When he talks to buildings, Dick knows tourists of Times Square probably think he is a kook, but kooks probably are what a lot of tourists come all the way to see. He remembers something from a class at Knickerbocker College, Theatre and Surrealistic Theory Seminar 3025: logic is a guillotine that chops the head off a guy’s creativity. Just then a lady wearing goony sunglasses made to look like Mickey Mouse ears over her eyes tosses two dollar bills at Dick’s self-polished shoes.
A theatrical dramaturge like Dick could spend a bundle of time, or all his life, studying the sciences of tragedy and comedy. Opportunities to participate in his craft are limited. New York City is the worldwide headquarters of the theater, but some who work behind the curtains say competition to work is fixed by the musical-comedy cartel, the walnut crackers. Even if a theatrical artist’s only wish is to bring joy and wonder to the world, he may as well get busy doing something else. Dick spends most of his energy not playing his instrument, but securing a means of financial support. Recently separated from his wetnurse called Knickerbocker College, he will have to take on some temporary detail to underwrite his theatrical gifts, gigs that are unlikely to stimulate his creative process or employ his artistic talents.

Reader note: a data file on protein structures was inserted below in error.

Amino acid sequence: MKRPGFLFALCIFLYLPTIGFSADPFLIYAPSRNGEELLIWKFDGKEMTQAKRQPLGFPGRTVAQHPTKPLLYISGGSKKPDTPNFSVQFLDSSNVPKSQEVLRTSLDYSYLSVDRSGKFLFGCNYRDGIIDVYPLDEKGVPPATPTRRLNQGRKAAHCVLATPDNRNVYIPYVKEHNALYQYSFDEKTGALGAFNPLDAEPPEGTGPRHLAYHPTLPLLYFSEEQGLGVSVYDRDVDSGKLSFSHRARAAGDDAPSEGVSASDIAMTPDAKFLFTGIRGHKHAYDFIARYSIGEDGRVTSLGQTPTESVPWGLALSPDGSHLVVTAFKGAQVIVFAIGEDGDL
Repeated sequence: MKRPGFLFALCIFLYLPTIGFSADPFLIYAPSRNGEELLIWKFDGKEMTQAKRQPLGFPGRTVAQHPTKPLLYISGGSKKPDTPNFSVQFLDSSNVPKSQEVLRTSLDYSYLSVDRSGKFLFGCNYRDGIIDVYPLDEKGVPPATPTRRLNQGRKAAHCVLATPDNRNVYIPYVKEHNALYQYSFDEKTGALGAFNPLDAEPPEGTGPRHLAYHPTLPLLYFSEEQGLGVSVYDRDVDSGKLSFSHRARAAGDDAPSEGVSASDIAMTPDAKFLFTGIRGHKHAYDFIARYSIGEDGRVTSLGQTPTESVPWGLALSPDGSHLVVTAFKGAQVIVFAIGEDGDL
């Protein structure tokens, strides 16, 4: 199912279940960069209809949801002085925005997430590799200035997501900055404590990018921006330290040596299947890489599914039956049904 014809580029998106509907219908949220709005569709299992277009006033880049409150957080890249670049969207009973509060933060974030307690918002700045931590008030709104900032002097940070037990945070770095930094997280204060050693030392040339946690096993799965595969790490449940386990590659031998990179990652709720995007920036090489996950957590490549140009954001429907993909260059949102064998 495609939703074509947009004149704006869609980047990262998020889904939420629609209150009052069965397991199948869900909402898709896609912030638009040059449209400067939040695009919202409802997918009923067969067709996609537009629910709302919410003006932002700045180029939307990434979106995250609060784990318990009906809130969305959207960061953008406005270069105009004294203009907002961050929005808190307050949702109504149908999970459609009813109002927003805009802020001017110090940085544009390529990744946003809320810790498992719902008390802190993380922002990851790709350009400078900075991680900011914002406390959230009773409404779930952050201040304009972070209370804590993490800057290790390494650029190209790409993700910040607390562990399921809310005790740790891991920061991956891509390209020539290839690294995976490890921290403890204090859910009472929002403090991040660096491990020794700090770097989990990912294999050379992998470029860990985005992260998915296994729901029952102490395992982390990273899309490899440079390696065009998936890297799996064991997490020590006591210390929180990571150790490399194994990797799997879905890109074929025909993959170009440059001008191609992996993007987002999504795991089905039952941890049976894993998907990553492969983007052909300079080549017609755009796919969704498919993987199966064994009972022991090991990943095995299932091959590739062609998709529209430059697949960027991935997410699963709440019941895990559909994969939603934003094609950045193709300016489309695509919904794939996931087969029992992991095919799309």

If the truth be known, Dick no longer has the nerve for treading the theater boards himself. Although he came up as one of the new faces of central Connecticut in acting, singing, and dance, he never got square with public adulation. The adult Dick has no desire toward performing before an audience. He both loves applause and fears it. Three months ago he graduated cum duly, class of 1994, earning an undergraduate baccalaureate in Dramaturgy and Theatrical Theory. His post-collegium plan is to finally shine past his reputation as the boy with nectarine cheeks and licorice whip hair, to think out how to get recognized for something important, something. Dick knows they do not hand out Tony Awards for seeing musicals from rush seats or standing in line all night for free Shakespeare in the Park. Yet, certainly someone in this capital city of talent will take notice of Dick’s ear for a dynamite score or keen eye for the next Oklahoma. If the truth be known, he might maybe someday lead an artistic revolution in musical theater.